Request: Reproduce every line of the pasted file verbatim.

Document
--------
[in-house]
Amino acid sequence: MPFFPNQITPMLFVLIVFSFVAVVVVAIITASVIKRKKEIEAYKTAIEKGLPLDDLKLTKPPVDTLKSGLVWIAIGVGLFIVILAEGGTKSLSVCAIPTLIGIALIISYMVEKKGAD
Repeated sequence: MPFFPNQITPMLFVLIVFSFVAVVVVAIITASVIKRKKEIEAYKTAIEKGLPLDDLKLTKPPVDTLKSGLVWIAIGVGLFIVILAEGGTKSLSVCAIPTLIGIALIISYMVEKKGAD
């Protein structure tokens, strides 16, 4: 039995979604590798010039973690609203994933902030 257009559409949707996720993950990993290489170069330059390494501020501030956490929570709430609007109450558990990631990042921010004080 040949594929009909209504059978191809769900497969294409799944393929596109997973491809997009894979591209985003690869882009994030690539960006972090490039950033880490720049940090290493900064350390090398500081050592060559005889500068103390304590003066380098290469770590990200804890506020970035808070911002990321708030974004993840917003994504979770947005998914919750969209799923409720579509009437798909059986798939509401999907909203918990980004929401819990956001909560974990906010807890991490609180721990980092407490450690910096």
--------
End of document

[in-house]
Amino acid sequence: MPFFPNQITPMLFVLIVFSFVAVVVVAIITASVIKRKKEIEAYKTAIEKGLPLDDLKLTKPPVDTLKSGLVWIAIGVGLFIVILAEGGTKSLSVCAIPTLIGIALIISYMVEKKGAD
Repeated sequence: MPFFPNQITPMLFVLIVFSFVAVVVVAIITASVIKRKKEIEAYKTAIEKGLPLDDLKLTKPPVDTLKSGLVWIAIGVGLFIVILAEGGTKSLSVCAIPTLIGIALIISYMVEKKGAD
């Protein structure tokens, strides 16, 4: 039995979604590798010039973690609203994933902030 257009559409949707996720993950990993290489170069330059390494501020501030956490929570709430609007109450558990990631990042921010004080 040949594929009909209504059978191809769900497969294409799944393929596109997973491809997009894979591209985003690869882009994030690539960006972090490039950033880490720049940090290493900064350390090398500081050592060559005889500068103390304590003066380098290469770590990200804890506020970035808070911002990321708030974004993840917003994504979770947005998914919750969209799923409720579509009437798909059986798939509401999907909203918990980004929401819990956001909560974990906010807890991490609180721990980092407490450690910096």